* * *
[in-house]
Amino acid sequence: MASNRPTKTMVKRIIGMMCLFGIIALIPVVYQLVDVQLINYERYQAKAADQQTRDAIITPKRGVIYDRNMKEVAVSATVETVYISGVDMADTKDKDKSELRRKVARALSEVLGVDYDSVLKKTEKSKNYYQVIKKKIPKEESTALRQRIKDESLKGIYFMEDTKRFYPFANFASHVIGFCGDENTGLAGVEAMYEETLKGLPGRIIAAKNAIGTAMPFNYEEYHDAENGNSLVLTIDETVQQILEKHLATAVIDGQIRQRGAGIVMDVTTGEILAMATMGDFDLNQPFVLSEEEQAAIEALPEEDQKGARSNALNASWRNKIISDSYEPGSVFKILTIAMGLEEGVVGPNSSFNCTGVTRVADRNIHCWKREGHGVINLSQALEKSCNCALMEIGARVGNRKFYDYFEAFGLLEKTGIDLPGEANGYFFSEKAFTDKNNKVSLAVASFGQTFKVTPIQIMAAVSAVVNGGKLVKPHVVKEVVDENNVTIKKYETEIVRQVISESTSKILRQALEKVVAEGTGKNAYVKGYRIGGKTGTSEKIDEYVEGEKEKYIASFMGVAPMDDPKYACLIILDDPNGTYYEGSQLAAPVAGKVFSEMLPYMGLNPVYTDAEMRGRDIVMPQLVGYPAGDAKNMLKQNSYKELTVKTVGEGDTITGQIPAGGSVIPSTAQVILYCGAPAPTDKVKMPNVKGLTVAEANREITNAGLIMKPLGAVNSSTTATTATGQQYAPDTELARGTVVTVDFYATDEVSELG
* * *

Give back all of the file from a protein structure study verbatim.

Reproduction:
[in-house]
Amino acid sequence: MASNRPTKTMVKRIIGMMCLFGIIALIPVVYQLVDVQLINYERYQAKAADQQTRDAIITPKRGVIYDRNMKEVAVSATVETVYISGVDMADTKDKDKSELRRKVARALSEVLGVDYDSVLKKTEKSKNYYQVIKKKIPKEESTALRQRIKDESLKGIYFMEDTKRFYPFANFASHVIGFCGDENTGLAGVEAMYEETLKGLPGRIIAAKNAIGTAMPFNYEEYHDAENGNSLVLTIDETVQQILEKHLATAVIDGQIRQRGAGIVMDVTTGEILAMATMGDFDLNQPFVLSEEEQAAIEALPEEDQKGARSNALNASWRNKIISDSYEPGSVFKILTIAMGLEEGVVGPNSSFNCTGVTRVADRNIHCWKREGHGVINLSQALEKSCNCALMEIGARVGNRKFYDYFEAFGLLEKTGIDLPGEANGYFFSEKAFTDKNNKVSLAVASFGQTFKVTPIQIMAAVSAVVNGGKLVKPHVVKEVVDENNVTIKKYETEIVRQVISESTSKILRQALEKVVAEGTGKNAYVKGYRIGGKTGTSEKIDEYVEGEKEKYIASFMGVAPMDDPKYACLIILDDPNGTYYEGSQLAAPVAGKVFSEMLPYMGLNPVYTDAEMRGRDIVMPQLVGYPAGDAKNMLKQNSYKELTVKTVGEGDTITGQIPAGGSVIPSTAQVILYCGAPAPTDKVKMPNVKGLTVAEANREITNAGLIMKPLGAVNSSTTATTATGQQYAPDTELARGTVVTVDFYATDEVSELG